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Warming effect on ecosystem stability

Citation

Quan, Quan et al. (2020), Warming effect on ecosystem stability, Dryad, Dataset, https://doi.org/10.5061/dryad.866t1g1n7

Abstract

1. Ecosystem stability is essential to its sustainable functions and services to humanity. Although climate warming is projected to vary from 1-5ºC by the end of 21st century, how the temporal stability of plant community biomass production responds to different warming scenarios remains unclear.

2. To fill this knowledge gap, we conducted a 6-year field experiment with three levels of warming treatments (control, + 1.5oC, + 5oC) by using infrared radiators, in an alpine meadow on the Qinghai-Tibet Plateau.

3. We found that low-level warming (+ 1.5oC), compared to the control, did not significantly change the temporal stability of plant community biomass production and its underlying causes, including species diversity, compensatory dynamics, mean-variance scaling, biomass temporal stability of plant population (the average of temporal stability of species biomass production of all species in the community) or dominant species. However, high-level warming (+ 2.5oC) significantly reduced them. Species diversity was not a significant predictor of temporal stability of plant community biomass production in this species-rich ecosystem, regardless of the magnitude of warming, while co-existing species compensatory dynamics and the biomass temporal stability of dominant species determined the response of temporal stability of plant community biomass production to warming.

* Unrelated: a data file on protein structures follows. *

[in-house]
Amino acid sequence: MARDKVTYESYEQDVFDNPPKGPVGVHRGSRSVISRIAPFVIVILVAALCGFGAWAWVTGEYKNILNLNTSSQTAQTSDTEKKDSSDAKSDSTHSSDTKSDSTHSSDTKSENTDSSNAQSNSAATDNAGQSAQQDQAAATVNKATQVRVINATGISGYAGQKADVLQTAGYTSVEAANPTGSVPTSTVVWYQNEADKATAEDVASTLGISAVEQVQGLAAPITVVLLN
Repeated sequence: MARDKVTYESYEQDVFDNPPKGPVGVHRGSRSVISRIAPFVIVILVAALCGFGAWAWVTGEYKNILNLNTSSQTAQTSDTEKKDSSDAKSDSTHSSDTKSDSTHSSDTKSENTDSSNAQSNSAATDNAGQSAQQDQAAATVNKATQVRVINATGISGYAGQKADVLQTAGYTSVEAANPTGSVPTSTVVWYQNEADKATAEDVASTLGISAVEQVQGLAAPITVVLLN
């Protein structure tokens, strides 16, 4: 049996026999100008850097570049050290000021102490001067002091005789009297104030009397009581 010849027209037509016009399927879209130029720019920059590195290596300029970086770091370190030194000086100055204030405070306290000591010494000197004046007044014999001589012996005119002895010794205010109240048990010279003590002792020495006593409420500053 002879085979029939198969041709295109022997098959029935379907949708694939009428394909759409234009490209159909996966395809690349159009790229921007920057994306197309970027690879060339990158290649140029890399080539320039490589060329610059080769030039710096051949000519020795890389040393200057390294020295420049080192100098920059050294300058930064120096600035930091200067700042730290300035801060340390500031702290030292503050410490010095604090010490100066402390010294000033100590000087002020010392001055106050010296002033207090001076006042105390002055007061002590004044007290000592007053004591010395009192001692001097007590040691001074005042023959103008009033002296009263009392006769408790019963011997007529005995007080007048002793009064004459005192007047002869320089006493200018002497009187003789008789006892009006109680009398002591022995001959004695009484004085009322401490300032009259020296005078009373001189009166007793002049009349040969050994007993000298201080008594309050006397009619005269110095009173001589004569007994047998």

4. Synthesis. Our results suggest that the responses of plant community biomass temporal stability and its underlying mechanisms to climate warming depend on warming magnitudes. The findings highlight the various responses of ecosystem functions and services to different warming scenarios and imply that ecosystem will fail to maintain and provide stable biomass-related services for humanity under high-level climate warming.